Emotion Dysregulation in Youth Presenting for Evaluation to a Specialized Autism Clinic

Poster Presentation
Thursday, May 10, 2018: 5:30 PM-7:00 PM
Hall Grote Zaal (de Doelen ICC Rotterdam)
R. A. Vasa1,2, A. Keefer2, V. Singh2, L. Kalb2, J. S. Hong2 and C. A. Mazefsky3, (1)Kennedy Krieger Institute, Baltimore, MD, (2)Center for Autism and Related Disorders, Kennedy Krieger Institute, Baltimore, MD, (3)Department of Psychiatry, University of Pittsburgh School of Medicine, Pittsburgh, PA
Background: Research suggests that emotion dysregulation (ED) is an associated feature of autism spectrum disorder (ASD) and may contribute to the high rates of psychopathology in this population (Mazefsky and White, 2014). Few studies, however, have attempted to identify clinical features that distinguish ED in youth with and without ASD. This information could be helpful in recognizing ED, and developing customized treatments for each group.

Objectives: To compare (1) the prevalence of ED among youth with and without ASD and (2) whether youth with and without ASD differ in ED symptom profiles, parenting stress and treatment utilization.

Methods: Data were from 1099 youth (n=727 with ASD; n =372 without ASD), ages 6 to 18 years (M=10.2, SD=3.0), who were seen by a clinician for evaluation at a specialized ASD clinic between 2014-2017. ASD diagnosis was confirmed via clinical evaluation. Parents completed the Child Behavior Checklist (CBCL), the Parenting Stress Index-4th Edition, and customized clinic forms that asked about current mental health treatments. ED was assessed using the Dysregulation Profile from the CBCL, which is a composite T score of the aggression, anxious/depressed, and attention problems subscales (Achenbach, 1991). Moderate and severe ED were defined as T scores between 180-210 and above 210, respectively. Bivariate (Chi-square and t-tests) and multivariate (logistic, multinomial and linear regressions) analyses were employed to examine the associations between ED, ASD, parental stress, recipient of treatment, and demographics (age, gender, race, and insurance status).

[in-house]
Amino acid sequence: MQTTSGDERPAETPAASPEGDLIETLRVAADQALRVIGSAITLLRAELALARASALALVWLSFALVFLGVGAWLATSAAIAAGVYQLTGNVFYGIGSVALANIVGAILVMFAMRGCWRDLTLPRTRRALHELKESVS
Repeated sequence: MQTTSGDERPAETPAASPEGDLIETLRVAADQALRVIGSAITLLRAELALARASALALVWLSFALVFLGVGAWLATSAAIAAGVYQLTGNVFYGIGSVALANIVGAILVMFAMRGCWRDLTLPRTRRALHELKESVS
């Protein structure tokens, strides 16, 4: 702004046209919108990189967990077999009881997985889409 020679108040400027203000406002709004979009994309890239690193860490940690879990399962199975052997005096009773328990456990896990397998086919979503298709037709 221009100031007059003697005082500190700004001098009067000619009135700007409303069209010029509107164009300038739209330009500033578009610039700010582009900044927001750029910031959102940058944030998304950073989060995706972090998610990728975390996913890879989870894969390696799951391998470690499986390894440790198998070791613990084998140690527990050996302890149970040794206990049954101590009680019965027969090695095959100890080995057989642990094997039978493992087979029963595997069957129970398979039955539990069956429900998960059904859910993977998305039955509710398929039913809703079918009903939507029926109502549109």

Results: Overall, 55% of youth with ASD and 67% of youth without ASD met the cutoff for ED. Youth without ASD were more likely to have severe ED (27% vs. 15%), however, the proportion of youth with moderate ED was comparable across the groups (40% for both groups). After adjusting for demographics, youth with ASD had a significantly lower probability of having moderate/severe ED (OR = 0.62; p < 0.001), specifically severe ED (0.41; p < .001). When examining symptom profiles, all three Dysregulation Profile subscales were significantly lower in the ASD group (all p < .05). Parenting stress levels were significantly related to increasing levels of ED, regardless of ASD diagnosis, (p < 0.001). Overall, 37% of youth with ED were receiving no treatment and 21% were receiving both pharmacotherapy and behavioral therapy.

Conclusions: The majority of youth presenting to an ASD clinic had moderate or severe ED. Severe ED was more common in youth who did not end up with an ASD diagnosis. This finding likely reflects the complex mental health issues of youth who present for ASD evaluations but do not have ASD. It is therefore critical that clinicians not rely on ED as a specific feature of ASD, but rather maintain focus on obtaining a thorough developmental history of core ASD features. The high levels of parenting stress and alarmingly limited number of youth with ED engaged in treatment demonstrates the importance of early detection and facilitating access to care for all youth with ED.